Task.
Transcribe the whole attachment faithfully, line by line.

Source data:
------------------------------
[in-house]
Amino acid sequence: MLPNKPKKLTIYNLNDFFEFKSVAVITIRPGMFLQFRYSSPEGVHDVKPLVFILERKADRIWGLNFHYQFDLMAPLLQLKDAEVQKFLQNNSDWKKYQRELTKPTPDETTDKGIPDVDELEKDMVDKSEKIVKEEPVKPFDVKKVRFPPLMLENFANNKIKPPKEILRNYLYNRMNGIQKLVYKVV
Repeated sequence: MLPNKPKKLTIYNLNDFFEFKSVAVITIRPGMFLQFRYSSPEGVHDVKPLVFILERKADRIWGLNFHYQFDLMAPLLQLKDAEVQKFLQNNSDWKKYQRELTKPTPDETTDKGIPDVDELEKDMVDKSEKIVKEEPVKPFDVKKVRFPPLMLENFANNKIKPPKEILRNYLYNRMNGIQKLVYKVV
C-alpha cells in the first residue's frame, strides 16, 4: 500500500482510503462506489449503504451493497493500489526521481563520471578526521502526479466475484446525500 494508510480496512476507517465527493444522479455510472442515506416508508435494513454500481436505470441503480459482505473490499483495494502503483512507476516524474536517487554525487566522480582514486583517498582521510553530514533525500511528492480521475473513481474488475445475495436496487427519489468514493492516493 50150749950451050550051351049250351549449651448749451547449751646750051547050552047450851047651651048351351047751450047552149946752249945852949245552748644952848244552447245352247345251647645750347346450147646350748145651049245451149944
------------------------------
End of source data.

[in-house]
Amino acid sequence: MLPNKPKKLTIYNLNDFFEFKSVAVITIRPGMFLQFRYSSPEGVHDVKPLVFILERKADRIWGLNFHYQFDLMAPLLQLKDAEVQKFLQNNSDWKKYQRELTKPTPDETTDKGIPDVDELEKDMVDKSEKIVKEEPVKPFDVKKVRFPPLMLENFANNKIKPPKEILRNYLYNRMNGIQKLVYKVV
Repeated sequence: MLPNKPKKLTIYNLNDFFEFKSVAVITIRPGMFLQFRYSSPEGVHDVKPLVFILERKADRIWGLNFHYQFDLMAPLLQLKDAEVQKFLQNNSDWKKYQRELTKPTPDETTDKGIPDVDELEKDMVDKSEKIVKEEPVKPFDVKKVRFPPLMLENFANNKIKPPKEILRNYLYNRMNGIQKLVYKVV
C-alpha cells in the first residue's frame, strides 16, 4: 500500500482510503462506489449503504451493497493500489526521481563520471578526521502526479466475484446525500 494508510480496512476507517465527493444522479455510472442515506416508508435494513454500481436505470441503480459482505473490499483495494502503483512507476516524474536517487554525487566522480582514486583517498582521510553530514533525500511528492480521475473513481474488475445475495436496487427519489468514493492516493 50150749950451050550051351049250351549449651448749451547449751646750051547050552047450851047651651048351351047751450047552149946752249945852949245552748644952848244552447245352247345251647645750347346450147646350748145651049245451149944